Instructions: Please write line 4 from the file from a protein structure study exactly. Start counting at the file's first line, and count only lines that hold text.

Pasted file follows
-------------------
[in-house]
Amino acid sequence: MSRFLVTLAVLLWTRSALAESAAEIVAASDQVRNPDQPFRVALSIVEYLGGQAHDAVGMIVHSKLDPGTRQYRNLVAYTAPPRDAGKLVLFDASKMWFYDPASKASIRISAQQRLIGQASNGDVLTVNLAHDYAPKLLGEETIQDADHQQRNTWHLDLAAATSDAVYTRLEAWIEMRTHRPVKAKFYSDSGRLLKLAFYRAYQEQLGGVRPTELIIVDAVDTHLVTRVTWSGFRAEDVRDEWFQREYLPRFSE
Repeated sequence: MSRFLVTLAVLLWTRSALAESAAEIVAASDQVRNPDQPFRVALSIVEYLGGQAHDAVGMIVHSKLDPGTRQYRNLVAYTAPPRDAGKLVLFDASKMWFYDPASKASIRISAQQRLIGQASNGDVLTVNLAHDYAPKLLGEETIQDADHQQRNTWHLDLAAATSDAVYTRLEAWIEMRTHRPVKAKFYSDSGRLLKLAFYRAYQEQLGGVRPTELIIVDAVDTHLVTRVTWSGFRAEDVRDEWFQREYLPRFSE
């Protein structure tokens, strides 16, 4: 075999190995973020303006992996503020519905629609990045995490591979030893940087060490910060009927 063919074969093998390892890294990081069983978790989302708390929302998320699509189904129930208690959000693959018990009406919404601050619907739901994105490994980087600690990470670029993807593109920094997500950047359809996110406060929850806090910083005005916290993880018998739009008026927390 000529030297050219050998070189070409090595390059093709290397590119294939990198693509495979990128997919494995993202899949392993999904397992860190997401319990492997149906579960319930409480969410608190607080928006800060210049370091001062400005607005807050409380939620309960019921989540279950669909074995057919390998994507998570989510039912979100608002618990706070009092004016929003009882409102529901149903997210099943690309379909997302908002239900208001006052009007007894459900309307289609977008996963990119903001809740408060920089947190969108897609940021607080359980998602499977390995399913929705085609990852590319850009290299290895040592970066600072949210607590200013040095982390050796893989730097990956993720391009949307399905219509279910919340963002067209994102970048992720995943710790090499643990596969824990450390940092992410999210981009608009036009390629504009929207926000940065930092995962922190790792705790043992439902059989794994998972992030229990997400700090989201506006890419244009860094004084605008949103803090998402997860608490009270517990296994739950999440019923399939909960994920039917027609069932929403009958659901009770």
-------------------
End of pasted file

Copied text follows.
């Protein structure tokens, strides 16, 4: 075999190995973020303006992996503020519905629609990045995490591979030893940087060490910060009927 063919074969093998390892890294990081069983978790989302708390929302998320699509189904129930208690959000693959018990009406919404601050619907739901994105490994980087600690990470670029993807593109920094997500950047359809996110406060929850806090910083005005916290993880018998739009008026927390 000529030297050219050998070189070409090595390059093709290397590119294939990198693509495979990128997919494995993202899949392993999904397992860190997401319990492997149906579960319930409480969410608190607080928006800060210049370091001062400005607005807050409380939620309960019921989540279950669909074995057919390998994507998570989510039912979100608002618990706070009092004016929003009882409102529901149903997210099943690309379909997302908002239900208001006052009007007894459900309307289609977008996963990119903001809740408060920089947190969108897609940021607080359980998602499977390995399913929705085609990852590319850009290299290895040592970066600072949210607590200013040095982390050796893989730097990956993720391009949307399905219509279910919340963002067209994102970048992720995943710790090499643990596969824990450390940092992410999210981009608009036009390629504009929207926000940065930092995962922190790792705790043992439902059989794994998972992030229990997400700090989201506006890419244009860094004084605008949103803090998402997860608490009270517990296994739950999440019923399939909960994920039917027609069932929403009958659901009770």